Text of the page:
“Hurricane Harvey TX, DR397-18, hit Texas hard from Corpus Christi all the way up the coast to the Louisiana state line, and inward as far north as Austin in some areas. Flooding in some areas was as much as 8 feet, and in the Corpus Christi area, more structural damage than flooding occurred. “ (Sarah Perkins, Pittsford, NY, Red Cross Disaster Assessment Lead)
When Hurricane Harvey made landfall as a Category 4 Storm in Texas early in August, 2017, over one-half million residents were evacuated and 34,000 stayed in 240 Red Cross and partner shelters. On September 22, I deployed to Texas, joining 160 Red Cross volunteers from Western & Central New York.
I have been a Red Cross volunteer for over seven years, during which time I have deployed to tornadoes in Alabama, storms in Connecticut, wildfires in Northern California, Superstorm Sandy in NY, Hurricane Matthew in North Carolina and “Snowvember” here at home. These efforts literally fulfill the commandment of “Tikkun Olam”, repairing the world.
|A child's thank you letter to the Red Cross in Houston|
In Houston, I served as the Lead in Staff & Volunteer Relations, helping to anticipate and resolve problems between and among volunteers. With thousands of volunteers traveling to a place most had never been, doing things they might not have done, with people they didn’t know, and under difficult circumstances, the major problems were relatively few. Volunteers worked 12-14 hour days, 7-10 days in a row without a day off. Many lived in staff shelters. Despite these hardships and stresses, quality services were delivered and local residents responded gratefully, both personally and in cards and letters.
I had wanted to attend Yom Kippur services while in Houston. I met Diane Levine, Red Cross Spiritual Care Lead on the disaster, who referred me to Rabbi Steve Morgen from Congregation Beth Yeshurun, the largest Conservative synagogue in the U.S. He explained that the synagogue had been completely flooded, and although Torah scrolls and other books and materials had been saved, the building was totally unusable. Joel Osteen had then offered his Lakewood Church to Beth Yeshurun for their High Holiday services.
|Jai Lev Dravich (l) and Steven Schwartz at Kol Nidre Services|
Jai Lev Dravich, from Santa Cruz, CA, with whom I had worked during Hurricane Matthew in North Carolina, and I attended this remarkable Kol Nidre service. The huge arena (formerly a pro-hockey stadium) seated thousands of worshippers. Images of the synagogue’s beautiful tapestries were projected on the sides and back of the bimah. This was also Rabbi David Rosen’s last Kol Nidre service before his retirement after 22 years as Senior Rabbi. After his sermon, in an emotional tribute, he was lauded for his wonderful work, and it was announced that the new entrance to the rebuilt synagogue would be dedicated in his honor. His inspirational words engaged the entire congregation in the efforts to reclaim the synagogue from the flood waters as a physical act of Teshuva, the returning of Beth Yeshurun on Beechnut Street to the congregation. (To view the devastation and to help, see the website: www.bethyeshurun.org ). We returned to our duties knowing we had witnessed an historical event.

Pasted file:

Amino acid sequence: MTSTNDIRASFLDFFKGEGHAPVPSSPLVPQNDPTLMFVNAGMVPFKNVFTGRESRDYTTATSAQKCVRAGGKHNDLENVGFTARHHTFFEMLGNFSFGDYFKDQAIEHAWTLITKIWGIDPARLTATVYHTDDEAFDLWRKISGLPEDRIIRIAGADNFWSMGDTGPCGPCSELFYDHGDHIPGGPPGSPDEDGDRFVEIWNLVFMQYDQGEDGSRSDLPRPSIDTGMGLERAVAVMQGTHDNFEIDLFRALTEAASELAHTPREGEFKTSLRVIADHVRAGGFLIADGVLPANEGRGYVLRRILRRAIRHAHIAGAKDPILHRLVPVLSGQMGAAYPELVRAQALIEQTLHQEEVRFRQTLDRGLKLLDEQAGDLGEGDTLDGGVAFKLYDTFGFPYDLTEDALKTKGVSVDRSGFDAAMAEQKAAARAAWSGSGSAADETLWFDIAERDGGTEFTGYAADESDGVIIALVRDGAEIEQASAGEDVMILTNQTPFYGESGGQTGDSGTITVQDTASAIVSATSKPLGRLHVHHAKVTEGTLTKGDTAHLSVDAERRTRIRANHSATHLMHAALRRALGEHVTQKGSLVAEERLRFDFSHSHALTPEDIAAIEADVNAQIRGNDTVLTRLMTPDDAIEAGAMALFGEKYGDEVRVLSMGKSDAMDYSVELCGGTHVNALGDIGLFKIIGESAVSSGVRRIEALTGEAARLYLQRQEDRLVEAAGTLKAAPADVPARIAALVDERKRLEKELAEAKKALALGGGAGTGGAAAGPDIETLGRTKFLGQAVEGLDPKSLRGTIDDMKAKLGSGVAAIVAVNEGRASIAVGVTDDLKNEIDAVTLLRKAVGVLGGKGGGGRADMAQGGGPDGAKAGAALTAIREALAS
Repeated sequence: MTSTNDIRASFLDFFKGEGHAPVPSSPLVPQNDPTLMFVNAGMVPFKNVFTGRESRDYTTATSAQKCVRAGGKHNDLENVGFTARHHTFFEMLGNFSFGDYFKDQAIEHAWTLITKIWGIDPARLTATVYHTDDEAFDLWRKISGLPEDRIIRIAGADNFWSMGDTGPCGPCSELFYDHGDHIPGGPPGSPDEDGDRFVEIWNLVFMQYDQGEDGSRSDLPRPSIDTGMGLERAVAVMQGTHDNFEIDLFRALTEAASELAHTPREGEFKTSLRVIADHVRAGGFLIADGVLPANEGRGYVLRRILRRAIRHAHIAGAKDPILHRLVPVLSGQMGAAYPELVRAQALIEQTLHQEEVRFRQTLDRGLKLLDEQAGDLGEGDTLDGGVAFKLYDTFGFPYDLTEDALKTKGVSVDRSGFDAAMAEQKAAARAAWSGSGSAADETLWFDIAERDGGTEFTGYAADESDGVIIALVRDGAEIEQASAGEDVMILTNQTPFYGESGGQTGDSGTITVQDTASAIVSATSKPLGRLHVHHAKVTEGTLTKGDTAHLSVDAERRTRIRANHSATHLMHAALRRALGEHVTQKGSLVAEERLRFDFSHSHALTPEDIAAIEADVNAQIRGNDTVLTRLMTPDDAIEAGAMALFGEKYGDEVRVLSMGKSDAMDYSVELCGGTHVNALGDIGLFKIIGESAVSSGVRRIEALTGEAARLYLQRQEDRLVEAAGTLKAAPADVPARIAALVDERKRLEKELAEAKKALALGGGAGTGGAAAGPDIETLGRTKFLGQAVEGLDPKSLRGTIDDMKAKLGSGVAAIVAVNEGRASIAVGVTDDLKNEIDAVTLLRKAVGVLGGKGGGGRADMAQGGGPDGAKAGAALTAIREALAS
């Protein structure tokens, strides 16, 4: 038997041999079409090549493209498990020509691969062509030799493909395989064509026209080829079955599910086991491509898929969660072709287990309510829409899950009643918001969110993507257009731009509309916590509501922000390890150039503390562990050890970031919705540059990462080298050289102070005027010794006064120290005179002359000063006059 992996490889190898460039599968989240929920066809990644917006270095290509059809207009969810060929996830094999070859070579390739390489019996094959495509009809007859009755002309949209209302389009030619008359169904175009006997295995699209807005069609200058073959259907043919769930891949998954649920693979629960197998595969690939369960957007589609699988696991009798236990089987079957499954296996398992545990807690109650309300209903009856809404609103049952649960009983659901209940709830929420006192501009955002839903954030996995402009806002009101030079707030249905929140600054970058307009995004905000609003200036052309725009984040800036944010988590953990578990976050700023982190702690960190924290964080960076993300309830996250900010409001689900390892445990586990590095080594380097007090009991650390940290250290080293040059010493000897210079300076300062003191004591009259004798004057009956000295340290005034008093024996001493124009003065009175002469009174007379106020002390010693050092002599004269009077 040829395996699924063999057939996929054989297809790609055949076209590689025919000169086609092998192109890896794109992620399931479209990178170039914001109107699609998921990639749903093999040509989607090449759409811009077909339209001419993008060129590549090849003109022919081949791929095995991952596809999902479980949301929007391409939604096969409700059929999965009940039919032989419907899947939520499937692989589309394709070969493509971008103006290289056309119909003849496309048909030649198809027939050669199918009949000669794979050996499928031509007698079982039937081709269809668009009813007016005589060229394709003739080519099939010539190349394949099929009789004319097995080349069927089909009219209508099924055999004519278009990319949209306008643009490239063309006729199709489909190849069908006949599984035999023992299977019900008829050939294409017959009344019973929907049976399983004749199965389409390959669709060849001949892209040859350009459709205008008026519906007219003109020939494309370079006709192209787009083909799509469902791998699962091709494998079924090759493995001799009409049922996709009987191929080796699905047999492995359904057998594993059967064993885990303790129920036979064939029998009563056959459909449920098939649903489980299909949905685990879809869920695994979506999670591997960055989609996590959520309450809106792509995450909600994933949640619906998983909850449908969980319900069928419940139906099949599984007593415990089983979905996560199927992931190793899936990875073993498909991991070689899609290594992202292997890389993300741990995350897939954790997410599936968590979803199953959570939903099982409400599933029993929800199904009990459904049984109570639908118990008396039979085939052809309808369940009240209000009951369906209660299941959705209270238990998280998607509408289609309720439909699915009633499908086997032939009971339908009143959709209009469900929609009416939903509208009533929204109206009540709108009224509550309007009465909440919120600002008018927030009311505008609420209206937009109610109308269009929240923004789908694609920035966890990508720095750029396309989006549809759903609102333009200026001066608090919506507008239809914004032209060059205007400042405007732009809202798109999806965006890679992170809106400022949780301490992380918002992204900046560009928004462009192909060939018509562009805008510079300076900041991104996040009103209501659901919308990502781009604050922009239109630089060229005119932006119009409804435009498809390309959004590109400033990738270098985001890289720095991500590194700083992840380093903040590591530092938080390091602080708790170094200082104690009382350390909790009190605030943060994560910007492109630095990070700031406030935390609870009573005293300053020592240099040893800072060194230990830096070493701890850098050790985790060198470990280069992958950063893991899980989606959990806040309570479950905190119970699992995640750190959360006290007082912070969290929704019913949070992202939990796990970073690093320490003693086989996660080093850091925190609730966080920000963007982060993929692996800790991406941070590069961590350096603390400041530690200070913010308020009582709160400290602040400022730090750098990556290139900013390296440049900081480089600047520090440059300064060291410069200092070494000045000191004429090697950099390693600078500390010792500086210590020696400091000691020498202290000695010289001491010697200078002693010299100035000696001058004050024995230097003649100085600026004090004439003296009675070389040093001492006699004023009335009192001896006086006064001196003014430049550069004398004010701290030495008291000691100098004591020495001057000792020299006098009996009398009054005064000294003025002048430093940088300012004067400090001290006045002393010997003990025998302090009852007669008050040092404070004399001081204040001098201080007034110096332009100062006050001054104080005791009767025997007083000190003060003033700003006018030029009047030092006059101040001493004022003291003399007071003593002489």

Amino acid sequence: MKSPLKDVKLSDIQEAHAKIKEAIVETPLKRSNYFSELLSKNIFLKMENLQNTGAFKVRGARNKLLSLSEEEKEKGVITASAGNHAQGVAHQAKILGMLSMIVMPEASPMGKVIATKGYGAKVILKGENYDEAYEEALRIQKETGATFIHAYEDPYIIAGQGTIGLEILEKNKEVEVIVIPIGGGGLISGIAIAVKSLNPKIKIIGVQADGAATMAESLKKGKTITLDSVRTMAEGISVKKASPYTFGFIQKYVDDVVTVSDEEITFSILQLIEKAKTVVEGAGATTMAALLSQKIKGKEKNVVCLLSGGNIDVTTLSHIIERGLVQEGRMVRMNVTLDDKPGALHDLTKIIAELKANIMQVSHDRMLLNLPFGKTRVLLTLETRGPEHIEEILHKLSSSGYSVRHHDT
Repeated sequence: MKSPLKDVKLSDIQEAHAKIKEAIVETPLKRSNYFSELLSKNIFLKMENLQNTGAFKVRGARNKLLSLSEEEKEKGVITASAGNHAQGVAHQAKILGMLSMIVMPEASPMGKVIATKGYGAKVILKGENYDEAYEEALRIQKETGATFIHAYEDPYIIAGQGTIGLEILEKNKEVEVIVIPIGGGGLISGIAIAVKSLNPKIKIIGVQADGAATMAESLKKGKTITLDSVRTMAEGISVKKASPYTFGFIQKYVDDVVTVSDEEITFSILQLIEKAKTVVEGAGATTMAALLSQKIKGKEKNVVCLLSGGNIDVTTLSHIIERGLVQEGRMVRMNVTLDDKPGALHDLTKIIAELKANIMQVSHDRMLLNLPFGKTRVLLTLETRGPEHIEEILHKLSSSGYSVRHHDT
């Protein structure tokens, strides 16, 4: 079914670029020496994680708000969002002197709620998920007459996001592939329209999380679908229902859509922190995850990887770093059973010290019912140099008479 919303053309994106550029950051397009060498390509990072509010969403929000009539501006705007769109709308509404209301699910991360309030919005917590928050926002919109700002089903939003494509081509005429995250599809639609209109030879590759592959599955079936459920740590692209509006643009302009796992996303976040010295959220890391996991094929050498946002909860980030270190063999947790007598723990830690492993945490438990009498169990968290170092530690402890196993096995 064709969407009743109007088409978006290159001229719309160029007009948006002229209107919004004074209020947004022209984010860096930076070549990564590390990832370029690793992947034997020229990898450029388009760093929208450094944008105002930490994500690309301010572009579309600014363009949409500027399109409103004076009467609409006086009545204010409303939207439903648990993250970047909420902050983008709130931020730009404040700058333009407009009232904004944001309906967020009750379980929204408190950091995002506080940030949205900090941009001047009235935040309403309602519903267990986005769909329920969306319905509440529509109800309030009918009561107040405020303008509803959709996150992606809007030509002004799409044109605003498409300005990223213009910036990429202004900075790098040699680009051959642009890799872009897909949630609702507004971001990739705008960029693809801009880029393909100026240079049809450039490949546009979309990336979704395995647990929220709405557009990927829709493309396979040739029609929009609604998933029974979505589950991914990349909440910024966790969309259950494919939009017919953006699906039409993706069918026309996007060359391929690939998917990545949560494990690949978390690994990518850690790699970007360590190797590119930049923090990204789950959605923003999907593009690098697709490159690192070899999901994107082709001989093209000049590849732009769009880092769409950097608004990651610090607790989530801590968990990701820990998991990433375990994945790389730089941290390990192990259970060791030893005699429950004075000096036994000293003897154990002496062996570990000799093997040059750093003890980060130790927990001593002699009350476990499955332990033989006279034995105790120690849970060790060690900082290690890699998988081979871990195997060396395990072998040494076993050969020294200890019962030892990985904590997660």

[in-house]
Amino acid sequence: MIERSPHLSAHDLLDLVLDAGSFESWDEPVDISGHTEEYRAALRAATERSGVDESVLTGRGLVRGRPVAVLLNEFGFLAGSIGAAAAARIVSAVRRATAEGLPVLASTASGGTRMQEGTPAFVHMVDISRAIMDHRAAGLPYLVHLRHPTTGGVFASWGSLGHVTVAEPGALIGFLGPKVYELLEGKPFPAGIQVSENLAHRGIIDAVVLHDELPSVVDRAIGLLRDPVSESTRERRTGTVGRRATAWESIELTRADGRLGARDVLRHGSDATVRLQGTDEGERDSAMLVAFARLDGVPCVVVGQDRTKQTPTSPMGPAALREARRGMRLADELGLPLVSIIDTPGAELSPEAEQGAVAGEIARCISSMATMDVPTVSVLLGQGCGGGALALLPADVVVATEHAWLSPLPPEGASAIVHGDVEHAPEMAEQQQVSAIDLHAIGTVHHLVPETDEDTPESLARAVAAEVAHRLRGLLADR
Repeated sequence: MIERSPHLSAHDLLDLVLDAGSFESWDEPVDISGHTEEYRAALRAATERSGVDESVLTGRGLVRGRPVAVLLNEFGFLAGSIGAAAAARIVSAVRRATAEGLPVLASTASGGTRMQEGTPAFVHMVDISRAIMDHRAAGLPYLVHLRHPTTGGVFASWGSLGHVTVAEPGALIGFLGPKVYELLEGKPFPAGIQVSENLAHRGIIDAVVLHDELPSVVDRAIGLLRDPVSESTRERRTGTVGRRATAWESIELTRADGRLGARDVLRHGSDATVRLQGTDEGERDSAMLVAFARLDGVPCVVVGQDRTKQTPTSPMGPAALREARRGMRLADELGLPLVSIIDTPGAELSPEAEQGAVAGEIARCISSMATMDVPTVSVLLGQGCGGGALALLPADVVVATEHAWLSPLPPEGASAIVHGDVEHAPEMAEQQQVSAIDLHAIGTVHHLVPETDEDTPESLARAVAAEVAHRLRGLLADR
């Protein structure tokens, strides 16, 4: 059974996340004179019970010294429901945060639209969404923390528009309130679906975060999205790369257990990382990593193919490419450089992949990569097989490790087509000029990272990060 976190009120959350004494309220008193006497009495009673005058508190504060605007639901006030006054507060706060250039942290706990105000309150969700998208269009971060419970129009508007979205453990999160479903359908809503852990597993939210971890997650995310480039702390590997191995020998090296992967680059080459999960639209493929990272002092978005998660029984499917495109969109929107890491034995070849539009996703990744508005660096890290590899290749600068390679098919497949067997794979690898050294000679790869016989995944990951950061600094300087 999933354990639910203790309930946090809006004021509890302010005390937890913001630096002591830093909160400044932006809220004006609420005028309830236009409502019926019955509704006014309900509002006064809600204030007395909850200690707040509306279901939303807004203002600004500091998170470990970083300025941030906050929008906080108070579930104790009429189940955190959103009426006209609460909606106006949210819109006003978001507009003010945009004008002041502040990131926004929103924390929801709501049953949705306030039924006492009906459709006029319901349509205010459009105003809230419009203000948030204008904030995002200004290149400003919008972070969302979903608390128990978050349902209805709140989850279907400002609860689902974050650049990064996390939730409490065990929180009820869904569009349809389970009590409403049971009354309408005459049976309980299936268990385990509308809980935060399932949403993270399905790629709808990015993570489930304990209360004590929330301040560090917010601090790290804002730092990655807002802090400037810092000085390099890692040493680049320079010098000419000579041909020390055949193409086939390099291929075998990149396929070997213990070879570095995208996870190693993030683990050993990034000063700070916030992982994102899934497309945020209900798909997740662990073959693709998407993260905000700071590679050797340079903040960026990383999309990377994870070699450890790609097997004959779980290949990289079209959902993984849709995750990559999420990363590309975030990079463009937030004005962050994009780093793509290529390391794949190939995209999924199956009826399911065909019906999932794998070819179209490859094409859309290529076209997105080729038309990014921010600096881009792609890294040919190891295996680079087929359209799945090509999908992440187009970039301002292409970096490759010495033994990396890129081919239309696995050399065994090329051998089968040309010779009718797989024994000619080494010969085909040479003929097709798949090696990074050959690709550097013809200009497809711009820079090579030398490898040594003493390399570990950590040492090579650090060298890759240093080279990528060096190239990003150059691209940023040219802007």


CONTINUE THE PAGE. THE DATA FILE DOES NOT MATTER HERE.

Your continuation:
|Tapestry Projection Congregation Beth Yeshurun|
As of mid-October, the Red Cross had provided over $200 million in direct cash assistance to a half million households in Texas alone. Millions of meals, snacks and relief items were delivered and over 100,000 health and mental health services were provided. Six weeks from landfall, only two Red Cross shelters remained open, serving 700 residents. Over 1000 Red Cross disaster volunteers remained in Texas at that time. Additional efforts for Harvey extended into Louisiana.
|Clean up supplies in a Houston warehouse to be distributed to|
help families recovering after Hurricane Harvey
Overall, 16,000 Red Cross volunteers opened shelters ineight states, Puerto Rico and the U. S. Virgin Islands in response to Hurricanes Harvey, Irma, Maria and Nate. They were joined by over 6,000 spontaneous volunteers. Your voluntary donations supported these efforts. The average cost of deploying a volunteer is $1650, and my friends and family raised nearly that amount.
To respond to local disasters, the Federation helped to establish the Buffalo Jewish Service Corps (BJSC). Over 70 members of the Buffalo Jewish community have received training in preparedness, psychological first aid and sheltering in preparation of a local response. The last training also included members of the local Muslim community. If you are interested in being a part of BJSC, please contact Steven Schwartz (email@example.com), or for more information about or becoming a Red Cross volunteer, visit www.redcross.org/volunteer.